We take a look at Melbourne’s disappointing 2014 season.
(17th: 4 wins, 18 losses)
What went right:
The first half of the season.
Just past the halfway mark of the season, it seemed Melbourne had turned the corner and Paul Roos was looking like a genius. The Demons had won four games and stayed competitive against top eight sides.
Much of it came down to its solid defensive structure, which inevitably broke down after the halfway point.
What went wrong:
Everyone wondered how long Melbourne could stay competitive, and unfortunately it all fell to bits at the midway point.
Paul Roos’ side lost the final ten games of the season as the young list began to tire and its defensive structures broke down.
Roos’ emphasis on defence proved costly as the Demons were the worst offensive side in the competition, scoring under 60 points on ten occasions.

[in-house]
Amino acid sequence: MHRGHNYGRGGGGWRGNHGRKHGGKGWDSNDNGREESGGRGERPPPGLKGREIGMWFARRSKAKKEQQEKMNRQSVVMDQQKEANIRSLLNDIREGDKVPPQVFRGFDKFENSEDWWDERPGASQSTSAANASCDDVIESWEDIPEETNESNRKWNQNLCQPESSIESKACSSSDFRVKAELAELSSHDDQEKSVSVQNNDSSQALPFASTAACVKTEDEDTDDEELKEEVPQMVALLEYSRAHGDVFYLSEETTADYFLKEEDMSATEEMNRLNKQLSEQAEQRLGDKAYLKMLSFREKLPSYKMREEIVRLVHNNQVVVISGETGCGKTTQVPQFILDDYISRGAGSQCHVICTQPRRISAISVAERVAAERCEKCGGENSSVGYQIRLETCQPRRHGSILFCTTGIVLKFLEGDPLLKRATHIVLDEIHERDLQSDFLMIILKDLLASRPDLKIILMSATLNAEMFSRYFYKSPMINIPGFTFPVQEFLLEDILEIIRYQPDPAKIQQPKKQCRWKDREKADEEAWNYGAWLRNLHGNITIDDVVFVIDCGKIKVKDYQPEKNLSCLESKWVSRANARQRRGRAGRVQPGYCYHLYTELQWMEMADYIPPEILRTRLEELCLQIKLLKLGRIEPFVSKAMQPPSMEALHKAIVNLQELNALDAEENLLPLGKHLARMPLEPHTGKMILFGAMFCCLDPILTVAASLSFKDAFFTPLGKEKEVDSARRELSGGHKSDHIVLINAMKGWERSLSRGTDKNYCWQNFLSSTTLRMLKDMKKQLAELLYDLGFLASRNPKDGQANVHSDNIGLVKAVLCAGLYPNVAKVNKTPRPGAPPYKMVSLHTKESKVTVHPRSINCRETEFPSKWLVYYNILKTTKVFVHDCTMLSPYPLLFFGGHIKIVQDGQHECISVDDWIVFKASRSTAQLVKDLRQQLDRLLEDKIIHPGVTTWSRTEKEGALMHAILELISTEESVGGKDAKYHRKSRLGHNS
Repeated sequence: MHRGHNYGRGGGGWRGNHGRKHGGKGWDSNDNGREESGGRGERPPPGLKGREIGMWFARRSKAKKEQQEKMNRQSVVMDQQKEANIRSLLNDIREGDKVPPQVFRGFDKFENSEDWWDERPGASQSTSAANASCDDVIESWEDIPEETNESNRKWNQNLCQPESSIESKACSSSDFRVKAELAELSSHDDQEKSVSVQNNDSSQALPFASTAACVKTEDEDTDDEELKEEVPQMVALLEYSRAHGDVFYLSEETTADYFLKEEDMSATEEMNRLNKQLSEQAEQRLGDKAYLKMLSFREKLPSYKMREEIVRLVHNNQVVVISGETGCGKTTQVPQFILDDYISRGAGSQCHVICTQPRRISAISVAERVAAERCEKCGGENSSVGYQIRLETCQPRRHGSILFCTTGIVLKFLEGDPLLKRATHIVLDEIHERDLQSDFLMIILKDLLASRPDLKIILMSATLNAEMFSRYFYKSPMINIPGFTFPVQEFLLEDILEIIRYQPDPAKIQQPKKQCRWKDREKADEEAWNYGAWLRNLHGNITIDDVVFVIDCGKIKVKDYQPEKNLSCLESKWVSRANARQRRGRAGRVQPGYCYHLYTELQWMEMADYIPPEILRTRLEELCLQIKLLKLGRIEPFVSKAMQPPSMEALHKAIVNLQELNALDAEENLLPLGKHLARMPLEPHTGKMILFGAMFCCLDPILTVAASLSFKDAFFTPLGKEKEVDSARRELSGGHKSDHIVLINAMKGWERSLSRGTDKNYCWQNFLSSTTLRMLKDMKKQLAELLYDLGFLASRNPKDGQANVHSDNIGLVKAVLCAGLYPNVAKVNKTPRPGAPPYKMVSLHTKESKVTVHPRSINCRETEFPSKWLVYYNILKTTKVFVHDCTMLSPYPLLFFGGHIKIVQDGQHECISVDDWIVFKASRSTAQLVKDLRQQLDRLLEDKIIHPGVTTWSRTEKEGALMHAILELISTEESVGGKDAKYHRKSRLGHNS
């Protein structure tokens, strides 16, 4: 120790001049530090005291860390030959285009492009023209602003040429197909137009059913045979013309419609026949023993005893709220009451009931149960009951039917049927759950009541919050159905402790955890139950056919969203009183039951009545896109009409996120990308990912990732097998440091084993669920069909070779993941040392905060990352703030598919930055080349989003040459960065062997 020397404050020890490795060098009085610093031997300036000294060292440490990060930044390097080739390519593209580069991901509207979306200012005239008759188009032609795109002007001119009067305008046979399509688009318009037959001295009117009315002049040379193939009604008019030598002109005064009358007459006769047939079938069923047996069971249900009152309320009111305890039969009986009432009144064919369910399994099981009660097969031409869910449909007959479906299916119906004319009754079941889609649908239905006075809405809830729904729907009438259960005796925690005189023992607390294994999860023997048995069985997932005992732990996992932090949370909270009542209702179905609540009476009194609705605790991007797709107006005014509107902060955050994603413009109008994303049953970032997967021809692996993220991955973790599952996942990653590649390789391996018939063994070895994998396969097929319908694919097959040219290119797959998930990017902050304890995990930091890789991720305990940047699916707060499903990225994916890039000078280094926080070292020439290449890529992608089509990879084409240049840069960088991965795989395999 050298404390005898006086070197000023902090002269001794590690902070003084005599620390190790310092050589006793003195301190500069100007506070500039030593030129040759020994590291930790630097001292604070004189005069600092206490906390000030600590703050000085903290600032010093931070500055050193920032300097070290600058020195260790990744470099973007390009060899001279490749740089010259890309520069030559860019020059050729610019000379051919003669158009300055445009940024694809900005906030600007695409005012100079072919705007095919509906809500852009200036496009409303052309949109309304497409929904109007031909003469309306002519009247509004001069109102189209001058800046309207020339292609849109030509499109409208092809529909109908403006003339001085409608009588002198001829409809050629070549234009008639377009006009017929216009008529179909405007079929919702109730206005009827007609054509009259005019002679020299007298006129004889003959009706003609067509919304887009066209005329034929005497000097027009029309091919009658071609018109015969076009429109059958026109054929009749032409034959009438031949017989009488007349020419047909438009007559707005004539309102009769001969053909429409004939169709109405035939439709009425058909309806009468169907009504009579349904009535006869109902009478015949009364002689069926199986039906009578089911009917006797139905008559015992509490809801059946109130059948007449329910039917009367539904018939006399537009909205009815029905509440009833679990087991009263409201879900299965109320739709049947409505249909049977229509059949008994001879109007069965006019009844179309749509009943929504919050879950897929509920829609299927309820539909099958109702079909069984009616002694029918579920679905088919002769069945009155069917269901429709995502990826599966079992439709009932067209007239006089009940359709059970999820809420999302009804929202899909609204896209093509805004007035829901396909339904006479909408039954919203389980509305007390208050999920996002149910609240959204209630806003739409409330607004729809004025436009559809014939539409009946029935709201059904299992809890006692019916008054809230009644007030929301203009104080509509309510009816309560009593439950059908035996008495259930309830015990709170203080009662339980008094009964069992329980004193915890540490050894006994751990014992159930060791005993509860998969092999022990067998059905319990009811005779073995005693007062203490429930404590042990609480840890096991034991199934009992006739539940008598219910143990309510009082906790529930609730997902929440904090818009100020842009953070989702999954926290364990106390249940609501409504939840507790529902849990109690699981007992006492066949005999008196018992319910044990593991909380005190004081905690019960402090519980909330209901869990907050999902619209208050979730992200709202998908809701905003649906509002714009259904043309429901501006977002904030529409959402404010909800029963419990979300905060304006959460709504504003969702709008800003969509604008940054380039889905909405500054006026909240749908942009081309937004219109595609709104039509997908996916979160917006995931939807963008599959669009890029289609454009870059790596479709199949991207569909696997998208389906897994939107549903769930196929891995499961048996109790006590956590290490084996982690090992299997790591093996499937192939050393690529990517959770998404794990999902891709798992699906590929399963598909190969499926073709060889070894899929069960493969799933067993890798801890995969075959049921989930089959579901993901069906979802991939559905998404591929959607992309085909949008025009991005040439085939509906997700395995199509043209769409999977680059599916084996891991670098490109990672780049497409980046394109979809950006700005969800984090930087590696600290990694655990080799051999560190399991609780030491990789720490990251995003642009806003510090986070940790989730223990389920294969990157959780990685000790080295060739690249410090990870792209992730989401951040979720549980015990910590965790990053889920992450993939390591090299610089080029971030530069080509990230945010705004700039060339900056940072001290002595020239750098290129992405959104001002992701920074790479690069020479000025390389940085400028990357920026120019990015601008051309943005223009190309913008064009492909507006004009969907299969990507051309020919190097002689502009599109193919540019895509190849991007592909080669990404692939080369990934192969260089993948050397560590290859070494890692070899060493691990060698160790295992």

Bernie Vince and Daniel Cross helped Melbourne’s midfield become more competitive, but again it was Nathan Jones who shouldered much of the load.
Jones is an exceptional player who deserves much better than to be dwelling near the bottom of the ladder, and without him the Demons would be considerably worse.
He has averaged 14 kicks and 28 disposals this season and looks on track to win his third straight best and fairest.
It was all looking very bright before the mid-season nosedive, but there’s no doubt Melbourne showed an improvement on its insipid 2013 season.
Though it looks like Demons fans are in for some more pain in the near future, with the club asking the AFL for “special assitance” in the draft, showing club management don’t have much faith in the current list.